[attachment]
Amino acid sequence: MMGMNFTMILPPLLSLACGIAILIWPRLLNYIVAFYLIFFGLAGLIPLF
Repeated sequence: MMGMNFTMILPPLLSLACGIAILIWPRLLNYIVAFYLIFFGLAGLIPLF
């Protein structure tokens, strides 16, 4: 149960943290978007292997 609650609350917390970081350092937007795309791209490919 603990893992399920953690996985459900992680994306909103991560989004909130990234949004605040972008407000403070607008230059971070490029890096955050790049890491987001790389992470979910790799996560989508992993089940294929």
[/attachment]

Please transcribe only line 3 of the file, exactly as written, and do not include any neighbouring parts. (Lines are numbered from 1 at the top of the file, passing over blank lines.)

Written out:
């Protein structure tokens, strides 16, 4: 149960943290978007292997 609650609350917390970081350092937007795309791209490919 603990893992399920953690996985459900992680994306909103991560989004909130990234949004605040972008407000403070607008230059971070490029890096955050790049890491987001790389992470979910790799996560989508992993089940294929």